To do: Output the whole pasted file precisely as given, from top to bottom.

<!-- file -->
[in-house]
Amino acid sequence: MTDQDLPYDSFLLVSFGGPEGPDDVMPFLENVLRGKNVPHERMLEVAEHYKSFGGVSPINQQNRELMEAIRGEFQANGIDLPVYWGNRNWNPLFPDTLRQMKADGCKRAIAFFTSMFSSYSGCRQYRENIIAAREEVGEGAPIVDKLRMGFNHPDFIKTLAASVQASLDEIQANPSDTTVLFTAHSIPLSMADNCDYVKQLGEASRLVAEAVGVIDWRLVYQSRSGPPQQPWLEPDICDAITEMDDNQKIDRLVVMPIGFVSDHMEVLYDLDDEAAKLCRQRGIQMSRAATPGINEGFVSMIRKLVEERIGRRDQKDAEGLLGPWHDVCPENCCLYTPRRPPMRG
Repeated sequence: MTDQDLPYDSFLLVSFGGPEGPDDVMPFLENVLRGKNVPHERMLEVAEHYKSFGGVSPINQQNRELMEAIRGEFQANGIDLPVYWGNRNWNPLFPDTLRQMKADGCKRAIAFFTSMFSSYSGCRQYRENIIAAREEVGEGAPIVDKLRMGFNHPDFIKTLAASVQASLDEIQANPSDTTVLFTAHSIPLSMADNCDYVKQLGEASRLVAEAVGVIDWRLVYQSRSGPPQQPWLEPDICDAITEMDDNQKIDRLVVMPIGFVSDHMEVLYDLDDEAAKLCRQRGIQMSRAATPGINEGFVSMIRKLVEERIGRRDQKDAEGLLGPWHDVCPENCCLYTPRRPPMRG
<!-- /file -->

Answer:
[in-house]
Amino acid sequence: MTDQDLPYDSFLLVSFGGPEGPDDVMPFLENVLRGKNVPHERMLEVAEHYKSFGGVSPINQQNRELMEAIRGEFQANGIDLPVYWGNRNWNPLFPDTLRQMKADGCKRAIAFFTSMFSSYSGCRQYRENIIAAREEVGEGAPIVDKLRMGFNHPDFIKTLAASVQASLDEIQANPSDTTVLFTAHSIPLSMADNCDYVKQLGEASRLVAEAVGVIDWRLVYQSRSGPPQQPWLEPDICDAITEMDDNQKIDRLVVMPIGFVSDHMEVLYDLDDEAAKLCRQRGIQMSRAATPGINEGFVSMIRKLVEERIGRRDQKDAEGLLGPWHDVCPENCCLYTPRRPPMRG
Repeated sequence: MTDQDLPYDSFLLVSFGGPEGPDDVMPFLENVLRGKNVPHERMLEVAEHYKSFGGVSPINQQNRELMEAIRGEFQANGIDLPVYWGNRNWNPLFPDTLRQMKADGCKRAIAFFTSMFSSYSGCRQYRENIIAAREEVGEGAPIVDKLRMGFNHPDFIKTLAASVQASLDEIQANPSDTTVLFTAHSIPLSMADNCDYVKQLGEASRLVAEAVGVIDWRLVYQSRSGPPQQPWLEPDICDAITEMDDNQKIDRLVVMPIGFVSDHMEVLYDLDDEAAKLCRQRGIQMSRAATPGINEGFVSMIRKLVEERIGRRDQKDAEGLLGPWHDVCPENCCLYTPRRPPMRG